Andy Rabin led a Loudoun Wildlife Conservancy bird walk at Algonkian Regional Park in eastern Loudoun Co, VA on algonquin-scoter-1Saturday morning.  The highlight of the walk, two SURF SCOTERS,  were in the Potomac River (Montgomery Co, MD waters) off of Algonkian’s boat ramp & a little ways downstream.  After studying them for some time in our various scopes and debating what they were we decided on SURF SCOTER.  We got a few photos but they turned out a bit blurry as the birds were far off and we had to hand hold the camera on the scope - I’ll include one here that Ray Smith sent over.

The waterfowl also included four COMMON GOLDENEYES, one male and three females, a flock of nine CANVASBACKS which flew up the river, and several other ducks.  We were also pleased to see a BALD EAGLE, perched above a couple of geese hunters and to find a WINTER WREN.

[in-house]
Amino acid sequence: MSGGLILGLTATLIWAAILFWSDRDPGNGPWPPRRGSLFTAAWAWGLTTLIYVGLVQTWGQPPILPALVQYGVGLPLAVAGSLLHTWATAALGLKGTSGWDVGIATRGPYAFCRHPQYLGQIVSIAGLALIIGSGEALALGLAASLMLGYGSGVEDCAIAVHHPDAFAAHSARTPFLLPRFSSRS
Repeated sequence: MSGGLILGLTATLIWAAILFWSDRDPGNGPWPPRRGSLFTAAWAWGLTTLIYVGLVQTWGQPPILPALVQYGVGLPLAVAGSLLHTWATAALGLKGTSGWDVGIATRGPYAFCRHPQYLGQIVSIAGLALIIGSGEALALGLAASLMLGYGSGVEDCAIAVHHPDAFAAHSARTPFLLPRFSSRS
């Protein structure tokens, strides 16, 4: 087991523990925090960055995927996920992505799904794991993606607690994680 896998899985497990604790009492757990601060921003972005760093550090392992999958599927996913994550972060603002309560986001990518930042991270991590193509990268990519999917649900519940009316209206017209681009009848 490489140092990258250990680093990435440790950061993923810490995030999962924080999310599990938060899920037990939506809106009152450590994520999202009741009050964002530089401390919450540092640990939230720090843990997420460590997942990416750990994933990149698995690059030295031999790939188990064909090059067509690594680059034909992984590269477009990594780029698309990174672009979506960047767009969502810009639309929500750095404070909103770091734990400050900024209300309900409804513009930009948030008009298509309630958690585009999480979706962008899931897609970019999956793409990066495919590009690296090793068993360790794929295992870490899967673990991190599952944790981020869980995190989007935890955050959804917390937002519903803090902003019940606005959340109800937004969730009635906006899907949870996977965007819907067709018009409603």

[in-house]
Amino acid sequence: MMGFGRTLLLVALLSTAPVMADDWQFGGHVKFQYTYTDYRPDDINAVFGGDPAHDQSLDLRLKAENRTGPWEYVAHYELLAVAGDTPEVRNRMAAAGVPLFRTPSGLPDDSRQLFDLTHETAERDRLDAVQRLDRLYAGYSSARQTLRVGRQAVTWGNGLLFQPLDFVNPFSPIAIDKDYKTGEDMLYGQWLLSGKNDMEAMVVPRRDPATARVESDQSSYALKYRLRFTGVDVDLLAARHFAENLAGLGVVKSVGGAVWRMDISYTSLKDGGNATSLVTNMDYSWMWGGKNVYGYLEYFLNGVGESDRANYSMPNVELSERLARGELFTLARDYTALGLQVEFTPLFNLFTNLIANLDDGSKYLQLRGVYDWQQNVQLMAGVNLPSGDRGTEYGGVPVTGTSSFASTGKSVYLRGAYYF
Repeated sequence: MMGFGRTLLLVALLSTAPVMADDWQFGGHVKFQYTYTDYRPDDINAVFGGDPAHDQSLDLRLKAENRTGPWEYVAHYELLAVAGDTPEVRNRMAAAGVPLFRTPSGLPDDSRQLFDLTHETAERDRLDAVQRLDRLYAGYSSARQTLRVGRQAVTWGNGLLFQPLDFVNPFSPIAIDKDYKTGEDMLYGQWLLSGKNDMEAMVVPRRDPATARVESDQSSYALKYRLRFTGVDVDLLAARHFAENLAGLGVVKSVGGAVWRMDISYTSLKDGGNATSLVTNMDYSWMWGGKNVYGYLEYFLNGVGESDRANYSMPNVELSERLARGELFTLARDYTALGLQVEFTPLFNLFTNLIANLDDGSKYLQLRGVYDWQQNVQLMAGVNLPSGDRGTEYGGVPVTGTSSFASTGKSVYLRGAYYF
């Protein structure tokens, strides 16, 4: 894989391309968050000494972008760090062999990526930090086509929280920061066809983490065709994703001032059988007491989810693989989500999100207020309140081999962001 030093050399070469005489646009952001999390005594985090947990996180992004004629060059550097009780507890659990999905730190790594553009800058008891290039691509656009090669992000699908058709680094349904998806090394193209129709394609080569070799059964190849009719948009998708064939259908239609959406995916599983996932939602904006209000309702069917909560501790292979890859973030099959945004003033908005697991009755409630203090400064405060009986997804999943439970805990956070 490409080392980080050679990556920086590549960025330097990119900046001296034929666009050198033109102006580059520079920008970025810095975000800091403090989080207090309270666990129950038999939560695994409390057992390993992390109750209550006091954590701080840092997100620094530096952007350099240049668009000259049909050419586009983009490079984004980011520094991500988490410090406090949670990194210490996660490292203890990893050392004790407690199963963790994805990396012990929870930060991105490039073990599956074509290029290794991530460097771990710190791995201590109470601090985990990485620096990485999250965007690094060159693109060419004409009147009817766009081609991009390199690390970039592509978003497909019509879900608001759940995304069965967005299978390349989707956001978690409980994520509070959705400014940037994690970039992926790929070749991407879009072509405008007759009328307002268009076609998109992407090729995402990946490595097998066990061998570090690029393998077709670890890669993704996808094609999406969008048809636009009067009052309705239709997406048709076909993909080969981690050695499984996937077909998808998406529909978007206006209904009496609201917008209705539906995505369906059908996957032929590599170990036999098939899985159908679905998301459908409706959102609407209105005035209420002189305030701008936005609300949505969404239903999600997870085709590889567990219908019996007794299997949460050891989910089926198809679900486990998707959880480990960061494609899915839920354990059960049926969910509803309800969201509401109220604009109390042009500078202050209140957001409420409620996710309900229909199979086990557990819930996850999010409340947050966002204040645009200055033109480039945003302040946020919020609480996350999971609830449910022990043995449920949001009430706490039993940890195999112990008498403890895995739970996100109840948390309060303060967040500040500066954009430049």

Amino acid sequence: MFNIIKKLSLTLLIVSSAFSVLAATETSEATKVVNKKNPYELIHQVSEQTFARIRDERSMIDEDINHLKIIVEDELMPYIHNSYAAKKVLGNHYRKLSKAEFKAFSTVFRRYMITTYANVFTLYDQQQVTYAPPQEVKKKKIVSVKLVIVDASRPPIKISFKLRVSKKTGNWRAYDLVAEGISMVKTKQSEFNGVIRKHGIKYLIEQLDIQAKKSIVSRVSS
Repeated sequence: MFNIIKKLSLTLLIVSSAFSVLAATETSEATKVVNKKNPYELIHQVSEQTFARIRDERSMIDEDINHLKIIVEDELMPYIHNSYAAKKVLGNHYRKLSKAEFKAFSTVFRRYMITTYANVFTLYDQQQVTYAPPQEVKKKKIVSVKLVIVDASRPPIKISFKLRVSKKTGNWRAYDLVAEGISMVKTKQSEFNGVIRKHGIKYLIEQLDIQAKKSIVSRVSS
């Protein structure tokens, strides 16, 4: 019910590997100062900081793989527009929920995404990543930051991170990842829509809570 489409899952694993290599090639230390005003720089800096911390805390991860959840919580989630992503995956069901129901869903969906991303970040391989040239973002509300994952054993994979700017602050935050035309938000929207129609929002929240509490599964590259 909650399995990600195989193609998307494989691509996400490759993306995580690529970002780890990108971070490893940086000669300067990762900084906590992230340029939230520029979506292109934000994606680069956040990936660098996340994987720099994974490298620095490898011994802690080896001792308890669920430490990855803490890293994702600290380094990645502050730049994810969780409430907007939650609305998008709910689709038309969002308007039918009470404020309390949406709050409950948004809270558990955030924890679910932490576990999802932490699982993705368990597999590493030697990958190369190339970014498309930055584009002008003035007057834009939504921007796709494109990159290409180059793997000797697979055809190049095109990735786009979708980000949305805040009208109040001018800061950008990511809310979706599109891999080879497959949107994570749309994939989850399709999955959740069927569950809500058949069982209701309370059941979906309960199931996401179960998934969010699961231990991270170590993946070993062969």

Andy’s complete list follows:

Canada Goose, Mallard, Canvasback, Ring-necked Duck, SURF SCOTER, Bufflehead, Common Goldeneye, Hooded Merganser, Great Blue heron,Black Vulture, Turkey Vulture, Bald Eagle, Red-shouldered Hawk, Red-tailed Hawk, Ring-billed Gull, Rock Pigeon, Mourning Dove, Red-bellied Woodpecker, Downy Woodpecker, Northern Flicker, Pileated Woodpecker, Blue Jay, American Crow, Fish Crow, Carolina Chickadee, Tufted Titmouse, White-breasted Nuthatch, Carolina Wren, Winter Wren, Golden-crowned Kinglet, Eastern Bluebird, Northern Mockingbird, European Starling, Eastern Towhee, Song Sparrow, White-throated Sparrow, Dark-eyed Junco, Northern Cardinal